Appeal from the judgment of sentence in the Court of Common Pleas of Indiana County Criminal Division, Nos. 191, 302, 303, 304, 305, 306, CRIM 1986.
Morton J. Earley, Indiana, for appellant.
Pamela E. Miller, Assistant District Attorney, Indiana, for Com., appellee.
Brosky, Tamilia and Kelly, JJ. Concurring Statement by Brosky, J. Concurring Opinion by Kelly, J.
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This is an appeal from judgment of sentence entered after appellant pled guilty to nineteen (19) counts of various violations of the controlled substance laws. The cumulative sentence imposed totaled five (5) to twenty-five (25) years imprisonment to be followed by five (5) years probation, and payment of the costs of prosecution, $8,153.13, and to pay a fine of $6.
Appellant's only argument on appeal is that the trial court abused its discretion by imposing an excessive sentence. Since this is a challenge to the discretionary aspects of his sentence, appellant must "set forth in his brief a concise statement of the reasons relied upon for allowance of appeal with respect to the discretionary aspects of [the] sentence." Pa.R.A.P. 2119(f). See Commonwealth v. Tuladziecki, 513 Pa. 508, 522 A.2d 17 (1987). Permission to amend the brief by submitting a post-submission statement concerning the discretionary aspects of sentencing was
[ 370 Pa. Super. Page 106]
granted and on October 9, 1987, such a statement was properly filed. According to the statement, appellant believes the sentence is excessive because "the trial court did not fully consider his age, education, prior record, his likelihood of reforming, the fact that the victims were willing participants, no weapon was involved, he has the capacity to change and does not possess the criminal mentality to support a total sentence of five (5) to twenty-five (25) years incarceration." Appellant's brief (supplement) at p. 18.
As we have said in so many cases that they require no citation, sentencing is the domain of the trial judge and generally, that judgment will not be disturbed absent an abuse of discretion, Commonwealth v. Parrish, 340 Pa. Super. 528, 490 A.2d 905 (1985), and if the sentence is within the statutory limits, there is no abuse of discretion unless the sentence is manifestly excessive so as to inflict too severe a punishment. Parrish, supra. In this case, the appellant was charged and found guilty of nineteen (19) counts of various violations of the Controlled Substance, Drug, Device and Cosmetic Act. After his arrest, he intentionally left the Commonwealth in an attempt to avoid prosecution. He was returned from Alaska after lengthy extradition proceedings. In this case, the sentence was well within the minimum range of the sentencing guidelines*fn1 and the sentencing judge stated his reasons for the sentence. The trial judge had before him a complete presentence report which he considered and he was, therefore, fully aware of the age and other social factors relating to the appellant. He was concerned on balance, however, with the numerous offenses and seriousness of selling drugs as a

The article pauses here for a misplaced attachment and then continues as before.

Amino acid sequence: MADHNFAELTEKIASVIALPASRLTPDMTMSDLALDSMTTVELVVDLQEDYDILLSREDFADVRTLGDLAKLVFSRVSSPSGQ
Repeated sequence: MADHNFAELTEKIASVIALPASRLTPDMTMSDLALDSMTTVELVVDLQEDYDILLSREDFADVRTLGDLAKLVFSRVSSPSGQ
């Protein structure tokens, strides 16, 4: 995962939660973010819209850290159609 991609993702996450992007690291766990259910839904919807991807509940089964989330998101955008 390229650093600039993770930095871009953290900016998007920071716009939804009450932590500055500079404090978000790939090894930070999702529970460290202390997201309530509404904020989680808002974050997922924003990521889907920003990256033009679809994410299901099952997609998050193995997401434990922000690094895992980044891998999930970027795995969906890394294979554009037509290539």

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full-time occupation for over one year, primarily to young people. We can find no fault in the trial judge's conclusion that this is more onerous than other offenses.
As to application of the sentencing guidelines, despite the recent invalidation of the guidelines by the Supreme Court, a sentence pursuant to the guidelines is not thereby invalidated if, in all other respects, it complies with the sentencing code.*fn2 In this case, the specifically applicable section is 42 Pa.C.S.A. § 9725 Total confinement.*fn3 All three subsections of that provision are implicated here and justify the sentence imposed. No abuse of discretion is evident and the sentence may not be disturbed. Commonwealth v. Martin, 328 Pa. Super. 498, 477 A.2d 555 (1984).
Judgment of sentence affirmed.